Following the U.S. Supreme Court’s decision in Students for Fair Admissions v. Harvard, there has been in increase in litigation challenging employers’ Diversity, Equity, and Inclusion policies and practices. In one recent example, however, a conversative panel of judges in the Tenth Circuit Court of Appeals rejected an argument that a mandatory diversity training constituted unlawful discrimination in violation of Title VII of the Civil Rights Act of 1964 and the Fourteenth Amendment of the U.S. Constitution.Continue Reading 10th Circuit Court of Appeals Affirms that Mandatory Diversity Training does not Constitute Unlawful Discrimination

In the complex tapestry of workplace dynamics, there exists an often unspoken advantage known as the beauty premium or “pretty privilege.” This phenomenon refers to the societal bias toward individuals who are perceived as conventionally attractive. Over twenty years of scholarly articles show an unconscious preference to interact with people we may find attractive, even in the employment context during the hiring process and throughout employment. While it may seem superficial, pretty privilege can significantly impact one’s career trajectory, opportunities, and overall experience in the professional world.Continue Reading Pretty-Privilege: The Ugly Truth About Appearance Discrimination

What is caste and caste discrimination?

“Caste” or a “caste system” is a social hierarchy passed down through families and can dictate an individual’s permissible professions as well as aspects of their social life, including whom they can marry.[1] It exists in a variety of ways, but for purposes of defining a legally protected class, it most directly relates to persons of South Asian descent. Importantly, however, an individual’s race or religion is not a caste, and caste and race/religion should not be equated or conflated.[2]Continue Reading An Emerging Protected Class: Caste Discrimination in the United States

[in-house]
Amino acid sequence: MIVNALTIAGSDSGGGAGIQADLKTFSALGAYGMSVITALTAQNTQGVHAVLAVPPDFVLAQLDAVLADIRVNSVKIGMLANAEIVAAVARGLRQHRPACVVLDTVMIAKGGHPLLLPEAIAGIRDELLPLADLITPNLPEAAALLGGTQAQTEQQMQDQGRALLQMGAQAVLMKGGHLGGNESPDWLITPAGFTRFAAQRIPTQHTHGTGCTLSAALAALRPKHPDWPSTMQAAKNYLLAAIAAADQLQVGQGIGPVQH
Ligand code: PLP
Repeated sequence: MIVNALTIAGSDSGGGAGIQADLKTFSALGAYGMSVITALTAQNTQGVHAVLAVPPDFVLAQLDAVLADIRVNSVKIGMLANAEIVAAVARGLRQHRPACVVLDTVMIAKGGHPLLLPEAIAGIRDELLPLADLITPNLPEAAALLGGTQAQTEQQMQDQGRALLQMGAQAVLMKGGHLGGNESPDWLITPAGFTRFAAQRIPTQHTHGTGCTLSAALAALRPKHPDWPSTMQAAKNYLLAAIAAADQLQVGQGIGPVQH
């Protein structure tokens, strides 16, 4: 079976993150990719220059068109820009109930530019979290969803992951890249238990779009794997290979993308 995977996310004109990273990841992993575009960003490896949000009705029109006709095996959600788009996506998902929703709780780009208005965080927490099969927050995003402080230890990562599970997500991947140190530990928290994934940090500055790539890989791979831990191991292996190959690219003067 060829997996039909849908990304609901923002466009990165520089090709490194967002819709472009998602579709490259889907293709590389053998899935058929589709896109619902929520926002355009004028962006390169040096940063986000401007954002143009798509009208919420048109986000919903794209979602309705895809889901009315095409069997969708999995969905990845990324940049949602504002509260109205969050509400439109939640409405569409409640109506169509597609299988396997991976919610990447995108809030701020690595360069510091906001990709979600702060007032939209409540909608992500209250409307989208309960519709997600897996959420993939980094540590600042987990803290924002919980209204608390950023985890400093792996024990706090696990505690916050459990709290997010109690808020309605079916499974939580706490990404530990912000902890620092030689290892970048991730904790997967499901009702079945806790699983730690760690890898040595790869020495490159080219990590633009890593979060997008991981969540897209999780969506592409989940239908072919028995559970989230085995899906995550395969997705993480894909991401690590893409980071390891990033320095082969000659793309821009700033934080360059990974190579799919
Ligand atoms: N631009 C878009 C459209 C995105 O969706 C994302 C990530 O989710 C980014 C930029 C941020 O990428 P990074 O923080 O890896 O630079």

Despite New York City’s already extensive anti-discrimination laws, the New York City Council recently passed a bill outlawing discrimination based on weight and height. Further, the City Council is considering various bills that significantly broaden protected categories for which discrimination is prohibited.Continue Reading NYC Employers Take Note – New and Proposed Anti-Discrimination Laws Coming Your Way

Many companies have invested in and prioritized diversity, equity, inclusion, and accessibility (DEIA) initiatives over the past several years. And for good reason: DEIA initiatives have been proven to improve employee recruitment, retention, and morale, and to help mitigate risks associated with potential disparate treatment and discrimination claims by employees.Continue Reading Best Practices for Navigating Legal & Political Guardrails Impacting Employer DEIA Efforts

While diversity, equity, inclusion, and accessibility have slowly made their way to the forefront of many employers’ minds, two dimensions of diversity are often overlooked in these discussions—neurodiversity and ability diversity. More than 1 billion people, 15% of the global population, live with a disability. Thus, employers must ensure that neurodiversity and employees and applicants with disabilities are properly represented in DEIA initiatives.Continue Reading Best Practices for Hiring and Retaining Individuals with Disabilities

Workplace violence has become a hot topic in today’s discourse; however, workplace violence is not just headline fodder for media outlets. The trend is well-documented and especially felt by the healthcare industry which continues to experience the brunt after the onslaught of COVID-19. In 2018, 73% of all nonfatal workplace violence incidents involved healthcare workers. A late 2020 survey reported that 20% of nurses reported they were facing an increase in workplace violence after the COVID-19 pandemic began. Another study reported a 14.6% increase in workplace violence at New Jersey hospitals over the prior three years.
Continue Reading Code Blue! — Violence in the Workplace